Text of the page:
Former Democratic Rep. Anthony Weiner of New York is a prime target for hackers seeking to steal classified material on former Secretary of State Hillary Clinton’s private server, The Daily Caller News Foundation’s Investigative Group has learned.
Weiner is a digital window to Clinton because his estranged wife – Huma Abedin – is one of the 2016 Democratic presidential nominee’s closest campaign allies, and because his lascivious web habits make him especially vulnerable.
The FBI recently reopened its investigation into Clinton’s use of private email addresses and the home-brew server located in her New York mansion after discovering that a laptop shared by Abedin and Weiner contained 650,000 potentially related emails.
Judicial Watch, a conservative nonprofit government watchdog, recently discovered that Clinton’s server was the target of 10 hack attempts over a two-day period in November 2010.
“He’s a notorious public figure who’s married to Mrs. Clinton’s closest personal assistant,” Judicial Watch Director of Research and Investigations Chris Farrell told TheDCNF. “Foreign intelligence services look for people like that, like Anthony Weiner, because they’re essentially vulnerable.”
Farrell said “their internet hygiene, their conduct, lend themselves to attention and hacking by foreign intelligence services. These are very shrewd operators. That’s exactly the type of person they’re looking to exploit.”
Institute for Critical Infrastructure Technology Senior Fellow James Scott agreed, saying “[Weiner] would make a perfect target if someone was looking to get to Hillary because he has direct access to Huma,” who has “carte blanche access to Hillary.”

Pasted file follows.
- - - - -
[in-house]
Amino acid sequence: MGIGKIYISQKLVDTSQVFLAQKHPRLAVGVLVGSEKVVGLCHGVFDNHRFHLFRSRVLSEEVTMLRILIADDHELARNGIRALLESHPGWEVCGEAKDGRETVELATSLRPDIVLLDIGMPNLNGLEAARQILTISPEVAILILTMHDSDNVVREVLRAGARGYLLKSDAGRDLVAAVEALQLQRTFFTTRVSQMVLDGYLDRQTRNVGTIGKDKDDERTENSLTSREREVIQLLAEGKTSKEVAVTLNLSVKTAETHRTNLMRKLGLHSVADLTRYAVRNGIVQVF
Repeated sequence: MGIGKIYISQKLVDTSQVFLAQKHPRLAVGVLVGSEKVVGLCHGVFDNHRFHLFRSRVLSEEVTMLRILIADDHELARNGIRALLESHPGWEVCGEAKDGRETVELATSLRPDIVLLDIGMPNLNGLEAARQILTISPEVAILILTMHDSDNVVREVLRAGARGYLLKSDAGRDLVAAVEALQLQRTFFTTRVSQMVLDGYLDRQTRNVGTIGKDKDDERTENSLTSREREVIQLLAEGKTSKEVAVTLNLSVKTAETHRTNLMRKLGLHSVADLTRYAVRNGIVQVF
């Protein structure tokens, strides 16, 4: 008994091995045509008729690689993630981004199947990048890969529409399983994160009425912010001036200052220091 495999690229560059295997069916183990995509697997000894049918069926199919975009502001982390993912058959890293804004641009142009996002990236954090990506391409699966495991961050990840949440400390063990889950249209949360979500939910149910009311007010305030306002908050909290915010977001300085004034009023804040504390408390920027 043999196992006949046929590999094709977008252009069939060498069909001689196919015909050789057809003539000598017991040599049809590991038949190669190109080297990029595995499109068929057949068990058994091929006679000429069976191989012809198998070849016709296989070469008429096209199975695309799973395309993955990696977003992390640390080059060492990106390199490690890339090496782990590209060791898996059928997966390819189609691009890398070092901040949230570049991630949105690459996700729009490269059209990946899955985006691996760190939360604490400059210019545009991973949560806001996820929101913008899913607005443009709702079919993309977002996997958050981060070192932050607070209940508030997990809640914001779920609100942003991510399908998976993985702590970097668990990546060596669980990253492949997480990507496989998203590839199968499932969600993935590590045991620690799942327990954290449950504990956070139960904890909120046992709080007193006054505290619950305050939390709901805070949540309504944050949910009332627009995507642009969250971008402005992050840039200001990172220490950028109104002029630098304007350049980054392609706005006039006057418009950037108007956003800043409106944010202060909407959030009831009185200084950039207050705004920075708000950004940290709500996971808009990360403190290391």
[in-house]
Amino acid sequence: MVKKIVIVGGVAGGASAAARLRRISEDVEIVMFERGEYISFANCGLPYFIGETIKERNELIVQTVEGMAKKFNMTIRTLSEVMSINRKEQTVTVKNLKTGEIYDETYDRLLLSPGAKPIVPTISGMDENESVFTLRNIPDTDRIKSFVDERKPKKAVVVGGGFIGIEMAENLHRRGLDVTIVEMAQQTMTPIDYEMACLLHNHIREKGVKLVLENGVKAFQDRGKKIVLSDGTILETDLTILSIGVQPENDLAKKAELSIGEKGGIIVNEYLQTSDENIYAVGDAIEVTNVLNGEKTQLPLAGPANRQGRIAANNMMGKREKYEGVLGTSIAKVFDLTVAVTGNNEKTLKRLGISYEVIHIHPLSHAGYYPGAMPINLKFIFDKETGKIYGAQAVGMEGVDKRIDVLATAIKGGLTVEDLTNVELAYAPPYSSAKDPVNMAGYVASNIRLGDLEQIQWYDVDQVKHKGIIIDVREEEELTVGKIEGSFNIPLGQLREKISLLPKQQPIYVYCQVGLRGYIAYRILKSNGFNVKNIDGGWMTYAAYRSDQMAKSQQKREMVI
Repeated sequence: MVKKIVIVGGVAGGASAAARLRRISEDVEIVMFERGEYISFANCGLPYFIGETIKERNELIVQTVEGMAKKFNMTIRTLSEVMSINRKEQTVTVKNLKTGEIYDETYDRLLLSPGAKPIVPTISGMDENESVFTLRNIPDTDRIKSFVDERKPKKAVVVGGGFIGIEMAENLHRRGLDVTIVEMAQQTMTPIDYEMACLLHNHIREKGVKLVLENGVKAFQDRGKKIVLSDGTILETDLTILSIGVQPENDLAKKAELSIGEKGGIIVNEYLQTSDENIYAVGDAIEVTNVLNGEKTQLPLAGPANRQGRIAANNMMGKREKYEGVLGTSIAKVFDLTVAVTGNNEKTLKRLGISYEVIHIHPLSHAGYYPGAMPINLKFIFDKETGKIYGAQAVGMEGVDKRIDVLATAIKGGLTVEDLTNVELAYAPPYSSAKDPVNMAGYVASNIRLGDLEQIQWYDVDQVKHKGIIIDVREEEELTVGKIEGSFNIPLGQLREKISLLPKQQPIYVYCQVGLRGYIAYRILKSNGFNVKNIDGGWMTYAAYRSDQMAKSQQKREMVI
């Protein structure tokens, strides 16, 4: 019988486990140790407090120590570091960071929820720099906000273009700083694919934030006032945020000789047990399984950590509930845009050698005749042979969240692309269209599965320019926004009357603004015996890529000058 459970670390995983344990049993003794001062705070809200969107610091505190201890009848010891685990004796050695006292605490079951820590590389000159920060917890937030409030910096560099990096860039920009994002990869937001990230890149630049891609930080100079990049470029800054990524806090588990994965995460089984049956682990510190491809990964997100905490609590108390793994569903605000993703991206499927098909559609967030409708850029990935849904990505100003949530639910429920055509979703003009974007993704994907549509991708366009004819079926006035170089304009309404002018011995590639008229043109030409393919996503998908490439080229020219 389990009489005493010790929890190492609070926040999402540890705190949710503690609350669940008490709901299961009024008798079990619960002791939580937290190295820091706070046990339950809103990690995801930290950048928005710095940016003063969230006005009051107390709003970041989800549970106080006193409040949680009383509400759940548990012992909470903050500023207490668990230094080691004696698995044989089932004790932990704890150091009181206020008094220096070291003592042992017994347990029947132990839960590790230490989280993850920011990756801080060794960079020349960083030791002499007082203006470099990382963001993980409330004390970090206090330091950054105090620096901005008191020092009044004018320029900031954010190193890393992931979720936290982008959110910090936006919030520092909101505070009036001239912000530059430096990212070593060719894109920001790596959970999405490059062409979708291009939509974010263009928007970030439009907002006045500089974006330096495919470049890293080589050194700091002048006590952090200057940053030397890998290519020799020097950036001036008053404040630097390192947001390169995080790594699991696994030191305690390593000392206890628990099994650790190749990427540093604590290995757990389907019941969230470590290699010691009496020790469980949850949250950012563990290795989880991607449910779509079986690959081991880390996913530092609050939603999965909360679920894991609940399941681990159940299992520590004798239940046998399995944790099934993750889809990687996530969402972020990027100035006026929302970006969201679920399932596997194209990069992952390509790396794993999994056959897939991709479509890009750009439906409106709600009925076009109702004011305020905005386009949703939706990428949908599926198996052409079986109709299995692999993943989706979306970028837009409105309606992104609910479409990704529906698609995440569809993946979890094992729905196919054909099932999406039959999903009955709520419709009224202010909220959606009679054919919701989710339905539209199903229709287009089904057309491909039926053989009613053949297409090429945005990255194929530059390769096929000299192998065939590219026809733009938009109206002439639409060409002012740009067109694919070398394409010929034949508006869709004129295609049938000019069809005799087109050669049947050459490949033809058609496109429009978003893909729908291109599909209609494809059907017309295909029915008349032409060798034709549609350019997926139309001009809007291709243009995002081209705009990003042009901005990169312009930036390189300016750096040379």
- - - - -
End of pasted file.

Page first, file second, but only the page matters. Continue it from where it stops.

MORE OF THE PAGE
Clinton and Abedin trust texts, emails and links from one another, and Abedin trusted such messages from Weiner, Scott noted.
Weiner “has a weakness for a certain lifestyle which makes him an easy click-bait target,” Scott told TheDCNF. “All you need is for him to click and you can own everyone you need to in order to move laterally to the target. Indirect attacks have become the norm for high profile targets.”
Scott explained that an attacker could simply create a fake account posing as a woman “with promiscuous intentions. You can inject malicious code into images and you can also hit him with a malicious payload via bit.ly link when texting or emailing back and forth.”
The FBI discovered the new Clinton emails while investigating whether Weiner sent sexual texts to a minor girl. An attack starting on Weiner’s phone could move into a computer, such as the one he shared with Abedin, after a typical sync between the devices.
“Also, it’s pretty common for a malicious payload to have screen shot capability, as well as hot mic activation on the target’s computer and phone,” Scott told TheDCNF. Then there are countless “scripts that would allow [a hacker] to completely own the target.”
“It’s actually really easy to do,” Scott said.